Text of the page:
I used my drone to film some video in British Columbia. In the lower right hand corner you can click on ‘Enter full screen’. There is also a button where you can select video quality and 1080p is recommended. If you have speakers, there is music that makes the video more enjoyable. Please feel free to leave a comment.
Last week, Dawn, an elder from the Aboriginal Education program taught us about the talking stick and talking circle. She is returning to our class on Wednesday to teach us about button blankets and First Nations art. We still need parent helpers to help the students with the needles and thread. Grandparents are also welcome in our classroom.
Saturday marks the Chinese New Year, or Lunar New Year, as the world bids farewell to the Year of the Monkey and says hello to the Year of the Rooster. The Rooster is the 10th in the 12 year cycle of Chinese zodiac signs and the last Year of the Rooster was in 2005. What Chinese zodiac sign were you born in?
In the winter many people visit the Yukon, Northwest Territories and Nunavut to see the Northern Lights or Aurora Borealis. Below is a video from the University of Oslo that does a very good job of explaining what causes this natural light display. In the southern hemisphere the lights are called the Aurora Australis.
Each student was given a different historical photo of our community. The images are in black and white and some of the photos are over 100 years old. Students wrote about what they noticed in their photos and things that were different than our community today. We noticed people in the photos dressed differently and the houses were smaller. The cars had more chrome, whitewall tires and many of the roads weren’t paved. We created a bulletin board display at the front of the school which will remain there for the month of February. If you get the chance, be sure to see the students wonderful work!
In Social Studies we have been learning about the provinces and territories of Canada. We also learned that many people visit the Yukon, Northwest Territories and Nunavut to see the Northern Lights or Aurora Borealis. During a class discussion, Matthew asked an interesting question. He said ‘What causes the Northern Lights?’. Below is a video from the University of Oslo that does a very good job of explaining what causes this natural light display. In the southern hemisphere the lights are called the Aurora Australis.
In Flanders fields the poppies blow
Between the crosses, row on row,
That mark our place; and in the sky
The larks, still bravely singing, fly
Scarce heard amid the guns below.
We are the Dead. Short days ago
We lived, felt dawn, saw sunset glow,
Loved and were loved, and now we lie
In Flanders fields.
Take up our quarrel with the foe:
To you from failing hands we throw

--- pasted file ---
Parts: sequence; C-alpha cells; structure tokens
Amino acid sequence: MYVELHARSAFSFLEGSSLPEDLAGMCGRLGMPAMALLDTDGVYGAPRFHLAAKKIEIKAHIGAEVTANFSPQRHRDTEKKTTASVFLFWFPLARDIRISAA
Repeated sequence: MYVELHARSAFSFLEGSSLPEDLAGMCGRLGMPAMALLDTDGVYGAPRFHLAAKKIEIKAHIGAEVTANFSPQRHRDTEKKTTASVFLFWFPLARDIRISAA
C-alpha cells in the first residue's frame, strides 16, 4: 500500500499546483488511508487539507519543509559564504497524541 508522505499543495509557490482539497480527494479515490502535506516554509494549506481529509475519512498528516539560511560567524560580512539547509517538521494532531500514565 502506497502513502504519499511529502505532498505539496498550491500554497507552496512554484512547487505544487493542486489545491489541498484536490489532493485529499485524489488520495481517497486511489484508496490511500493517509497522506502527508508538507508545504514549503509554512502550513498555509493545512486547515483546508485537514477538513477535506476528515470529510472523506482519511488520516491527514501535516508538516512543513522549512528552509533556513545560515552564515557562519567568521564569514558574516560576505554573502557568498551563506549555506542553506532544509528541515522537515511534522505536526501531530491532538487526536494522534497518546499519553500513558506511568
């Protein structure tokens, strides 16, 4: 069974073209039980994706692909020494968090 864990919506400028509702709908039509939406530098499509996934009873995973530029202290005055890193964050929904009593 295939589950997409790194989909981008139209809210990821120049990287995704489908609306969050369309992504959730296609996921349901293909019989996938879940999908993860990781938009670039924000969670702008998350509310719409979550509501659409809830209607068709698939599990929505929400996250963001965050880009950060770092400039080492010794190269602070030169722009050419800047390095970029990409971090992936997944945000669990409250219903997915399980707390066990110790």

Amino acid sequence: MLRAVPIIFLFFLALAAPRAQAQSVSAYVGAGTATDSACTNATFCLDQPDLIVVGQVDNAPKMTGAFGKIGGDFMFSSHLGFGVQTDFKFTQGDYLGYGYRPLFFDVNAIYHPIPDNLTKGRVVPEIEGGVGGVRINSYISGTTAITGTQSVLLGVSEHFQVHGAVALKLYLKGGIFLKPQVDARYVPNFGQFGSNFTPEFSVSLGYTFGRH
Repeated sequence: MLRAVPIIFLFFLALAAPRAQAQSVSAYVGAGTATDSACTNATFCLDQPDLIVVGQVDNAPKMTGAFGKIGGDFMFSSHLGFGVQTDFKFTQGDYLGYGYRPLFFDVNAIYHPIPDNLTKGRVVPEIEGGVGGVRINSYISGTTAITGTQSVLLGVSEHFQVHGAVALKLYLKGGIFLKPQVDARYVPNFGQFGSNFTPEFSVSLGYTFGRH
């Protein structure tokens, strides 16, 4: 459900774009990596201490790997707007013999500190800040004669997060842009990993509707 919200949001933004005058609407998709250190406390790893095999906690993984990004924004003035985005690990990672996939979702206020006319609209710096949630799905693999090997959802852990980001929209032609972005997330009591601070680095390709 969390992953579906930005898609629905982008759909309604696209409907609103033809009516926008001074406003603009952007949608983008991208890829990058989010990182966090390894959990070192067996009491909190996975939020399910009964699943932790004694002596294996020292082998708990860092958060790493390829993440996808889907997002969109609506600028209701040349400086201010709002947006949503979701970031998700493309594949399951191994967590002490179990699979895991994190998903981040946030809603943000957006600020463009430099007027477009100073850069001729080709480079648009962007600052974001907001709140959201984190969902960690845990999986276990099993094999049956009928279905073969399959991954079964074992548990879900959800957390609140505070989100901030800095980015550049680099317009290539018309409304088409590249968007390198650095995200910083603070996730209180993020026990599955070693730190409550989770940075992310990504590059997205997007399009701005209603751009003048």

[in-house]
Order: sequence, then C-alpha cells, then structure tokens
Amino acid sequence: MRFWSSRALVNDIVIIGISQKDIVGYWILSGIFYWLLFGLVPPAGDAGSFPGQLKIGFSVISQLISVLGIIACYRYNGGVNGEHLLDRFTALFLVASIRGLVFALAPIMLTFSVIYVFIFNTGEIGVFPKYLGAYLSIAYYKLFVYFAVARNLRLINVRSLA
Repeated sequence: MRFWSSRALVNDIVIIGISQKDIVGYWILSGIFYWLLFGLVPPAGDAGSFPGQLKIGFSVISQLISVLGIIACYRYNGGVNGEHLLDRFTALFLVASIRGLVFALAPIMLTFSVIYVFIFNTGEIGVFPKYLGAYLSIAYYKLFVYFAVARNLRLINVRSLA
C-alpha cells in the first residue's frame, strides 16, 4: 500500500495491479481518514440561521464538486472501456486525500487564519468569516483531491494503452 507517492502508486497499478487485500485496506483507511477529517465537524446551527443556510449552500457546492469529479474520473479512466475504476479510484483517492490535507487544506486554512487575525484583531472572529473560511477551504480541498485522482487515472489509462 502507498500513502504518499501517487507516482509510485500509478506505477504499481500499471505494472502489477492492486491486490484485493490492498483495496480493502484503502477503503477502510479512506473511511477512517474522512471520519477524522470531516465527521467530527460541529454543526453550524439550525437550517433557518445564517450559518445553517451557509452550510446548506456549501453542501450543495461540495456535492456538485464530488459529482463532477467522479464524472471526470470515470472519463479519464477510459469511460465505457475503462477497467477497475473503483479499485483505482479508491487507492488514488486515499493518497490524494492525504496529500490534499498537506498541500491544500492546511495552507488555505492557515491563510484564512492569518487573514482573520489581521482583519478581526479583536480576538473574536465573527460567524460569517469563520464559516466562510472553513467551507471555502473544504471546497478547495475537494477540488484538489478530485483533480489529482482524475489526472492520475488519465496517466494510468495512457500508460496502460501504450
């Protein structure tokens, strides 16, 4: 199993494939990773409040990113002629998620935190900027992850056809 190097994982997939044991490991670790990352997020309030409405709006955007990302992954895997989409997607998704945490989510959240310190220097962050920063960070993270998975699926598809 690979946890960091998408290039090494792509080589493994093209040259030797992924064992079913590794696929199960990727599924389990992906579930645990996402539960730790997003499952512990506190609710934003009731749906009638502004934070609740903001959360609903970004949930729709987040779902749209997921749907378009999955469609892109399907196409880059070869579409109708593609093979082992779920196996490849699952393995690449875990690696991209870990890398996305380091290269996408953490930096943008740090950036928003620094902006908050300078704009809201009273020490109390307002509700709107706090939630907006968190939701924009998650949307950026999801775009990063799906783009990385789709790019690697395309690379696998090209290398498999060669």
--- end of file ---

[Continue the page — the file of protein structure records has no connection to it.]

The torch; be yours to hold it high.
If ye break faith with us who die
We shall not sleep, though poppies grow
In Flanders fields.
Written by Lieutenant Colonel John McCrae on May 3, 1915 in Ypres, Begium
In Quebec city on rue St-Louis there is a tree that has grown around a cannonball. One day I hope to visit Quebec city and see the cannonball in the tree. What are your thoughts, ideas or questions? Thank you to all the students who have been taking the time to leave such thoughtful comments. Good for you.
At 11:40 p.m. on Sunday April 14, 1912 the Titanic on its maiden voyage struck an iceberg 375 miles south of Newfoundland. The iceberg tore a number of holes in it’s hull and 5 of the ship’s 16 watertight compartments filled with water. Within 3 hours the ship would sink and come to rest on the bottom of the Atlantic ocean at a depth of 3,784 metres. This year is the 100th anniversary of the sinking of the Titanic which resulted in the death of 1,514 of it’s 2.224 passengers. It’s one of the most famous ships in history because it’s memory has been kept alive by movies, books and exhibits. Many artefacts have been recovered from the wreck and are on display in museums around the world.
When the ship was built in Belfast, Ireland it was considered to be unsinkable. The Titanic was 269 metres long and 28 metres wide. The rudder was nearly 24 metres high and it was so huge it required it’s own engine to move it. Notice in the picture of the Titanic the man standing at the bottom of the image.
The captain of the Titanic was Edward John Smith who was the most senior of the White Star liner’s captains. Many historians claim that he was seen on the bridge of the ship at 2:13 a.m. which was 7 minutes before the final sinking of the ship. It is believed that he went down with the ship.
The wreck of Titanic has been visited numerous times by explorers, scientists, filmmakers, tourists and salvagers, who have recovered thousands of items from the debris field for public display. The ship’s condition has deteriorated significantly in recent years, partly due to accidental damage caused by submersibles but mainly because of an accelerating rate of growth of iron-eating bacteria on the hull. It has been estimated that within the next 50 years the hull and structure of Titanic will collapse entirely. There is an excellent website that shows it’s journey to the bottom of the ocean floor. There is even a video shot by a submersible that shows inside Captain Edward John Smith’s cabin and you can still see his porcelain bathtub. The article appears on the BBC website and is called Titanic: Journey to the bottom of the ocean. I would encourage students to take the time to read this article and watch some of the interesting videos.